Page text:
After years of false starts, Fort Lauderdale finally broke ground Friday on a multimillion-dollar remake of the International Swimming Hall of Fame pool complex at the beach.
“Finally, today, we’re going to see the beginning of something that should have happened years ago,” Mayor Dean Trantalis said to a crowd of swimming and diving royalty, and community leaders. Trantalis promised the new Aquatic Center would “dazzle,” calling it a “game-changing project that will redefine the beach for the next generation.”
Headlines over the years marked the endless struggle over the Hall of Fame pools, also known as the Aquatic Center: “New Lauderdale aquatic center may hit a snag,” “Swim center creating waves,” “Fort Lauderdale gets new sticker shock over swim center plans,” “Swim center plans sinking,” “Swim hall scaled back.”
Under a $27 million plan approved last August, the existing grandstands, pools, dive well and dive platform will be redone over the coming 18 months, by Hensel Phelps Construction.
At the same time, the locker rooms will be renovated in a $1 million project — itself a long-awaited improvement that drew cheers from the audience at Friday’s groundbreaking. In a separate effort, the International Swimming Hall of Fame museum, which has buildings on the east and west ends of the property, will launch its own fundraising campaign for a renovation.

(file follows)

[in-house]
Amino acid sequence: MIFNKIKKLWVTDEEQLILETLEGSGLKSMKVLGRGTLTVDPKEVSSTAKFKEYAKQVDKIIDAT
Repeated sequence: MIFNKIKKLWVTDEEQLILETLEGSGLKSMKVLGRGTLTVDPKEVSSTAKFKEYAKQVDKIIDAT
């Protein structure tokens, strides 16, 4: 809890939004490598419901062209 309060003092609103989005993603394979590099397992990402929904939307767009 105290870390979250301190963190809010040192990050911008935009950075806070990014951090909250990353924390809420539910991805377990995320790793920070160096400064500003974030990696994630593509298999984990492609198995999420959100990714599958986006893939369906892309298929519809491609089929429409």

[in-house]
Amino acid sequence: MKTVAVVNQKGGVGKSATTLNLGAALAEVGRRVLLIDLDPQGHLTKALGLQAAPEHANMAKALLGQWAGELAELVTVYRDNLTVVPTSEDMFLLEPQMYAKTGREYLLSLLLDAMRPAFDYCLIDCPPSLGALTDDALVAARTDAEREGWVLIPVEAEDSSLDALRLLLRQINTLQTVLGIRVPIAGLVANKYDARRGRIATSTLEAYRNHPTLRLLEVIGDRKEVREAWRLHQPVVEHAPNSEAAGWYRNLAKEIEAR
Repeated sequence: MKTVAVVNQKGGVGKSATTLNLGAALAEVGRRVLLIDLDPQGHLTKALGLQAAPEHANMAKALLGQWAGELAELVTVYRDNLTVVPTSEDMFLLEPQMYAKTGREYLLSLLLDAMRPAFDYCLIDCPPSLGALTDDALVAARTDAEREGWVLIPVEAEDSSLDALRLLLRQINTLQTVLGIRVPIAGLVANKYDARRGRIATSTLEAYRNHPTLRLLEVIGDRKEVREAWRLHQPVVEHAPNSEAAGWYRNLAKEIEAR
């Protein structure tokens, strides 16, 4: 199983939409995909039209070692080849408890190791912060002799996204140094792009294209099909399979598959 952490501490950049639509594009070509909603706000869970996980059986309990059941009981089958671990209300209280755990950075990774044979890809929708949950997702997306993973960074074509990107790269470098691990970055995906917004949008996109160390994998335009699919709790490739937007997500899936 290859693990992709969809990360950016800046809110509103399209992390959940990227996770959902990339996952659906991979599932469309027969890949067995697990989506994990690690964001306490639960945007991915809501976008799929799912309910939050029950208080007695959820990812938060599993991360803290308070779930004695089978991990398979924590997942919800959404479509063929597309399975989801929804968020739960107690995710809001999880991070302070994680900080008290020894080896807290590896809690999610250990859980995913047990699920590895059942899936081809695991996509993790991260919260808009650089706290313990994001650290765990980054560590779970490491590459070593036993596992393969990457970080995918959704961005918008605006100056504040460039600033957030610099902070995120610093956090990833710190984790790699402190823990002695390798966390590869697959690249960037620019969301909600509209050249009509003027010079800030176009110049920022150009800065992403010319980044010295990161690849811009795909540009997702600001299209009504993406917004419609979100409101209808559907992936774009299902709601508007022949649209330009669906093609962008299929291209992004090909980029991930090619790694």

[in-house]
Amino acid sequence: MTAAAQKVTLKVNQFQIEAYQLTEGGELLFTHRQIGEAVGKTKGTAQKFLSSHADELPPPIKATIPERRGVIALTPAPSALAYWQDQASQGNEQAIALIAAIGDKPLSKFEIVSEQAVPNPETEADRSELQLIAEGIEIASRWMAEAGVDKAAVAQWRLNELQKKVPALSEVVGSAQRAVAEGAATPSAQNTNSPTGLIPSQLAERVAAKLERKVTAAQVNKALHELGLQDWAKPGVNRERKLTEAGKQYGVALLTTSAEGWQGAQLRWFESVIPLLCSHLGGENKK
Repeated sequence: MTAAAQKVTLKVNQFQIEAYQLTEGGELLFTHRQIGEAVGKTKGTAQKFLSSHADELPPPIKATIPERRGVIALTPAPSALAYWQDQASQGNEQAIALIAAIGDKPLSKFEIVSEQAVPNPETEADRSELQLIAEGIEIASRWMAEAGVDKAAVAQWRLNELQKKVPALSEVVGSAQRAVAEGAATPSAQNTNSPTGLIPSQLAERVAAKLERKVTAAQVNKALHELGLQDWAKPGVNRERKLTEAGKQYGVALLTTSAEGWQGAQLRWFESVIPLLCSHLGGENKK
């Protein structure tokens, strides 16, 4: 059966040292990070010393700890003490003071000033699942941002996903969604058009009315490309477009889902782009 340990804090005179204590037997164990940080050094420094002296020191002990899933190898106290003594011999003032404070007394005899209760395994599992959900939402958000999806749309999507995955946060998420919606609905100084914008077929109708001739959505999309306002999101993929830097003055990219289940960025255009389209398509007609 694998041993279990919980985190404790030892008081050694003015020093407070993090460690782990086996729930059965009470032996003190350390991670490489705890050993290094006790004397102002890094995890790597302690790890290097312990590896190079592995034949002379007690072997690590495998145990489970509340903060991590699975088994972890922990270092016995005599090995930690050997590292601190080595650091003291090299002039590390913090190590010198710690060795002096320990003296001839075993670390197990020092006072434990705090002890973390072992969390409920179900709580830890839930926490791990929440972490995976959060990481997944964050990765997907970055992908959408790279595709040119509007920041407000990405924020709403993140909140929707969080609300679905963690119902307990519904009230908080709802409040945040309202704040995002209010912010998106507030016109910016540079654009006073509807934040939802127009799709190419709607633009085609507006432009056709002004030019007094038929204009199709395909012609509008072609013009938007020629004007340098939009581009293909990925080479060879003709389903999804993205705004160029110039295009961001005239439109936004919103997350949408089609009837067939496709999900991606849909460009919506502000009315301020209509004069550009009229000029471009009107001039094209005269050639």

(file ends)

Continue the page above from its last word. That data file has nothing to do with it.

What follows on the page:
The Hall of Fame/Aquatic Center remake is important in the swimming world. Olympians were heavily involved in the planning. And in the audience Friday sat Olympic gold medalist Caeleb Dressel, the American 50-meter freestyle record holder, who was present as a representative of USA Swimming, the national governing body for the sport.
Olympic medalist Ryan Lochte also was among the Olympic swimmers, divers and coaches at Friday’s event, where officials said they’d like to elevate the tired complex to its former prominence, once again attracting the best in the sport. Ten world records have been set there, according to the city.
Renowned Olympic diving coach Ron O’Brien said he remembered the Aquatic Center when it was “a performing center. It was great.” Now, he said at Friday’s event, “it isn’t up to standard.”
Jesse Vassallo, an Olympian and former world record holder, said he starting swimming in the Aquatic Center pools when he was 11.
“This was our home, and we were sad it wasn’t kept up,” Vassallo said. “The whole world looks up to this place.”
“We can never ever, ever neglect this site again,” City Commissioner Steve Glassman said, and applause broke out. “That is almost the secret shame of what we’re doing today.”
As officials spoke about a gleaming future, swimmers in the pools went about their daily stroke work, in sunny, 80-degree weather.
Fort Lauderdale’s place in swimming history dates to the 1920s, to the oceanfront, saltwater Casino Pool, directly east of the Hall of Fame pools. Competitive swimmers from around the country traveled to Fort Lauderdale to swim, sparking an interest that led to the city’s spring break fame.